The Second Station – Jesus receives his cross

As the pilgrims leave the chapel in which the First Station is recalled they cross an attractive courtyard to a small chapel and at that chapel they are given a cross.  It’s a simple cross, almost life size but not quite. But it’s big enough for two people to share the carrying.  Who will carry the cross first?  Sometimes there’s reluctance to come forward, that reluctance you sometimes feel in church to put yourself forward, to put yourself into the spotlight – who wants to read; who wants to pray; who will give their testimony?  And then someone summons up the courage ‘I’ll read, I’ll pray, I’ll share my testimony with you, I’ll carry the cross.’ Once that initial barrier has been broken down it is never as difficult again to find willing volunteers to share in the experience of carrying the cross along the Via Dolorosa.


When Monty Python’s ‘Life of Brian’ hit our cinema screens in 1979 it created a storm.  There is the famous clip of the then Bishop of Southwark, Mervyn Stockwood, debating with Malcolm Muggeridge, John Cleese and Michael Palin on a show called ‘Friday Night Saturday Morning’ (interestingly filmed in the Greenwood Theatre which is part of Guy’s Hospital) about whether the film was blasphemous.  Looking back 36 years and having seen a great deal that was more scandalous than this film, the ‘Life of Brian’ seems quite clever, insightful even.

I love the scene of the Sermon on the Mount and the ‘Blessed are the Cheesemakers’ mishearing.  But one scene that I also remember is the queue for crosses and a rather gentlemanly soldier ticking people off on a list as he asked them ‘Crucifixion?’

But there was nothing to laugh about crucifixion, nor taking up your cross.  From this point onwards the journey towards Calvary, Jesus ‘Calvary Bound’ will be horrendous to witness.  He has only been in custody less than twelve hours but the brutality of the treatment that he has received has left an already weary man, weak, blood-soaked, desperate.

Don’t forget that Jesus has been on the move for three years.  His ministry has not been from a church and a pulpit but from the road and from any vantage point that he could manage.  As he says in St Matthew’s Gospel

‘Foxes have holes, and birds of the air have nests; but the Son of Man has nowhere to lay his head.’ (Matthew 8.20)

In Samuel Crossman’s great and much loved Passiontide hymn ‘My song is love unknown’ we’re reminded of this fact in the lines

In life no house, no home,
My Lord on earth might have;

Three years as the wandering teacher had taken its toll and even in this week, whilst he had the comparative luxury of staying with his friends Mary, Martha and Lazarus in Bethany, the stress must have been enormous.  From the moment he entered the city on Palm Sunday he has been watching his back but clear in his own mind and clear with his disciples – though they haven’t caught on to what he was saying – what the outcome would be.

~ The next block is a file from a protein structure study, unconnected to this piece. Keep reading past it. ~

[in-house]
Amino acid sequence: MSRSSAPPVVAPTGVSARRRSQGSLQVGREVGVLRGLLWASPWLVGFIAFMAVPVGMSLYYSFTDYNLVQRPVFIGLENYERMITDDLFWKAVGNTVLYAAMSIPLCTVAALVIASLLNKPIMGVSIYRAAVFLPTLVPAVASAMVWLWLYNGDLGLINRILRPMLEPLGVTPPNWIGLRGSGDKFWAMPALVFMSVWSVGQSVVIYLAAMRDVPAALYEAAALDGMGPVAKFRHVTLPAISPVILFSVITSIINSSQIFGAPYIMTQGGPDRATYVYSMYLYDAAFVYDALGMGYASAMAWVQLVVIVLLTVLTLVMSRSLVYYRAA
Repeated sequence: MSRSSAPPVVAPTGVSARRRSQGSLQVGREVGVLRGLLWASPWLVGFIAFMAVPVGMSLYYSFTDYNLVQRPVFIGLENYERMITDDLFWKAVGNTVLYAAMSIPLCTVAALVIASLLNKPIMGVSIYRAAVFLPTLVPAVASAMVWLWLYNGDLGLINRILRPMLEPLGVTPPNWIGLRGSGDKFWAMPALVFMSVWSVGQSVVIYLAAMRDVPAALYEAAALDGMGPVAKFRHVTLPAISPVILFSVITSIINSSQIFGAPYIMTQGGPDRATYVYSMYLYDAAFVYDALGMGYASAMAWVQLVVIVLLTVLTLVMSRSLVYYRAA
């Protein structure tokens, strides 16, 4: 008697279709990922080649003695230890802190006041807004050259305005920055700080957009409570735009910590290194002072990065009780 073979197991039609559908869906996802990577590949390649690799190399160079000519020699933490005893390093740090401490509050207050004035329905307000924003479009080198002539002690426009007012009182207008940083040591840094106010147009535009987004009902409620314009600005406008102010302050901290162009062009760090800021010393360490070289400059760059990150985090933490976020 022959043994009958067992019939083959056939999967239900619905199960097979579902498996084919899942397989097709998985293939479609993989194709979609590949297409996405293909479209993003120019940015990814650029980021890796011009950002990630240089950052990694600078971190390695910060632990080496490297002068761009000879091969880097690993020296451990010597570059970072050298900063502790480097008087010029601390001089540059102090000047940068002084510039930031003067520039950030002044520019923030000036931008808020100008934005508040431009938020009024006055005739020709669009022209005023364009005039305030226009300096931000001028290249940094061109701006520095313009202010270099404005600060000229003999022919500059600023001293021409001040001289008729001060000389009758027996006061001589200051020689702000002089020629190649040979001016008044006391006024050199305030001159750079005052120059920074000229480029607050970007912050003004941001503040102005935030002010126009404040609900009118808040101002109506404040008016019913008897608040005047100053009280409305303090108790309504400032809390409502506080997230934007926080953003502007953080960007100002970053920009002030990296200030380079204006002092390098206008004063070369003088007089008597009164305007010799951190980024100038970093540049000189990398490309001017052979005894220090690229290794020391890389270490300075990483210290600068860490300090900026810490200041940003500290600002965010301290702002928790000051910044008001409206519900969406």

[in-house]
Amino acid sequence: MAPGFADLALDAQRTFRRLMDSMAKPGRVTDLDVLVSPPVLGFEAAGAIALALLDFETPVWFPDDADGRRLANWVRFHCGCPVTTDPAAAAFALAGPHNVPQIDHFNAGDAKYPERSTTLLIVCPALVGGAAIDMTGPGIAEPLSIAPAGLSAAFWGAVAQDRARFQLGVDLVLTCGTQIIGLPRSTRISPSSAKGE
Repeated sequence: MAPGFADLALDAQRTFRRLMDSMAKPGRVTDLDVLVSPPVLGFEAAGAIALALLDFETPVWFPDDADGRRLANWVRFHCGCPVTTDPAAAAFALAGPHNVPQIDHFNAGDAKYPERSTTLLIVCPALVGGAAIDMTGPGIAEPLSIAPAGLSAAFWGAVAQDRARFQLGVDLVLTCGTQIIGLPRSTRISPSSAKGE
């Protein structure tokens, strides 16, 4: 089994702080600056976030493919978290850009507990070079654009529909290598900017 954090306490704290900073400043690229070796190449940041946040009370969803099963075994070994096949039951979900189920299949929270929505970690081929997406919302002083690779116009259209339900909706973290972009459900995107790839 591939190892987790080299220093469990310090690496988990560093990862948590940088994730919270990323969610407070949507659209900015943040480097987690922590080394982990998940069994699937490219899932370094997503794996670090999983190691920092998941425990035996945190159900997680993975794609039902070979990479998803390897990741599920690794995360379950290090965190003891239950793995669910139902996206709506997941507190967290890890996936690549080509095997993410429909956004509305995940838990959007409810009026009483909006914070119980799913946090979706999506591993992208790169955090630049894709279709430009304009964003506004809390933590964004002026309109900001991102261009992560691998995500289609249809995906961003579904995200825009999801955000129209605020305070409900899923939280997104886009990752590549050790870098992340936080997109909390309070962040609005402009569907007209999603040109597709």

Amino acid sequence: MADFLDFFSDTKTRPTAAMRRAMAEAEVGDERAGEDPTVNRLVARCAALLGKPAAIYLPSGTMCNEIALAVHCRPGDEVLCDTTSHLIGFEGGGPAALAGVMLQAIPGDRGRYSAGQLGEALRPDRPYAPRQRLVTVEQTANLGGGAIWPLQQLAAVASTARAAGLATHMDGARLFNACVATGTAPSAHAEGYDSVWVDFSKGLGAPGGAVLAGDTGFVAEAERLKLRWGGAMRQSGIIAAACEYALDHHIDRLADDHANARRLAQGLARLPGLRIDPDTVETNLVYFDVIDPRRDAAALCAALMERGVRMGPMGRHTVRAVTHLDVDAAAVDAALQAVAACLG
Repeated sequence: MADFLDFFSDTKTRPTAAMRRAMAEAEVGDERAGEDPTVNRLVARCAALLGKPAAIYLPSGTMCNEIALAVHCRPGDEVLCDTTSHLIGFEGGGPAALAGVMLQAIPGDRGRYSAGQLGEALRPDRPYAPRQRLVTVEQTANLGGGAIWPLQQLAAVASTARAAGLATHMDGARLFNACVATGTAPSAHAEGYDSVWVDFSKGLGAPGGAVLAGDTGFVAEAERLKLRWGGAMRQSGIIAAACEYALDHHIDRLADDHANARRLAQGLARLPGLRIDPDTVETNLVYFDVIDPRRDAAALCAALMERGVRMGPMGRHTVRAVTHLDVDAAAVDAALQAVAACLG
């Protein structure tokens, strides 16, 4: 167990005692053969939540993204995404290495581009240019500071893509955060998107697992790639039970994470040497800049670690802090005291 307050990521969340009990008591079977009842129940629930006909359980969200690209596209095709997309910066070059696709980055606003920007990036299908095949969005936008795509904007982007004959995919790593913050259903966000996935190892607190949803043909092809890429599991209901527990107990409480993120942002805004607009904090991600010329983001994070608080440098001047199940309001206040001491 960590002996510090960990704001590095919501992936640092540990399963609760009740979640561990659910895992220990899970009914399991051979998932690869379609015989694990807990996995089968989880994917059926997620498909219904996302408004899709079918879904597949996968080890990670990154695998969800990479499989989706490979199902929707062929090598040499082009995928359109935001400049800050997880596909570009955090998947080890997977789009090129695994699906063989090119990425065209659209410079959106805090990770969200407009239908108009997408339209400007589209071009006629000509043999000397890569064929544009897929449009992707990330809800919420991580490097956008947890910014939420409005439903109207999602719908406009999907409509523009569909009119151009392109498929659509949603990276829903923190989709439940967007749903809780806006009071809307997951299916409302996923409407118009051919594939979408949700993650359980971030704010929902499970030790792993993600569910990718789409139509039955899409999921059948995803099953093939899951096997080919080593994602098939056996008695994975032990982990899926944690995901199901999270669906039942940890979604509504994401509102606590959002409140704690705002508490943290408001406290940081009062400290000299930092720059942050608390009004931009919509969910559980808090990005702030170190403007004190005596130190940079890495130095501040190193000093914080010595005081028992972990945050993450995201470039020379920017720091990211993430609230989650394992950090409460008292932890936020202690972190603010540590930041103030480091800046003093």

In the courtyard outside the chapel the pilgrims are handed the cross to carry to the church of the Holy Sepulchre.  The crosses are left at the church and returned to this place to be used by the next group.  It is efficient and much appreciated.  The crosses are well made and there is no danger of getting splinters in your hands.  Like so much ‘liturgy’, such as the foot washing on Maundy Thursday, it is sanitised.  We only enter partly into the experience – and I’m not criticising it for that, it’s just the reality.  Except that we mustn’t imagine for a moment that it is anything like reality.

Jesus wouldn’t have been handed what we would instantly recognise as a cross.  He would have been handed the cross beam, a rough hewn plank, splinters and all, heavy, cumbersome, that he would have to half drag, half carry down the long streets that led from the fortress to the city walls and out to the rubbish dump outside the walls where crucifixion took place so as not to pollute the city.

Unlike with our pilgrims he had no choice.  He was not a volunteer, refuse and he would have been the recipient of even more lashes.  He had no choice but to take the cross, to take the wood laid on his shoulders and to walk.  As the wood was laid upon him I wonder if his mind went back to a story he knew well?


It’s the story in Genesis of Abraham and Isaac and the demand made upon Abraham by God that he sacrifice his only son.  You can read the full account in Genesis 22.1-14.  It is a moving story, foundational for the community and for us as we approach Good Friday.  But it is this verse that is so powerful as we watch Jesus.

Abraham took the wood of the burnt-offering and laid it on his son Isaac. (Genesis 22.6)

The father takes the wood and lays it on the son to be sacrificed; Jesus takes the wood laid across his shoulders and is led to the place of sacrifice.  The parallels are obvious and did Jesus recall this and the words of the lad?

[Isaac said] ‘The fire and the wood are here, but where is the lamb for a burnt-offering?’ Abraham said, ‘God himself will provide the lamb for a burnt-offering, my son.’ (Genesis 22.7-8)

‘I’ll carry the cross.’  The volunteer steps forward from the group of pilgrims and shoulders the cross and walks from the courtyard into the street, and turns right, along the Via Dolorosa.  The person had a choice and they volunteered.  But you had no choice with the cross you are carrying and neither did Jesus.  That’s where ‘The Life of Brian’ gets it wrong.  ‘Crucifixion?’  It was no choice, just as ill health, depression, dementia, an unhappy relationship, low self esteem, a lack of confidence, anything you are carrying now, was not your choice, it’s your cross, and it weighs you down and my cross weighs me down, but it is my cross.

you carried your cross,
give me the strength
to carry mine.

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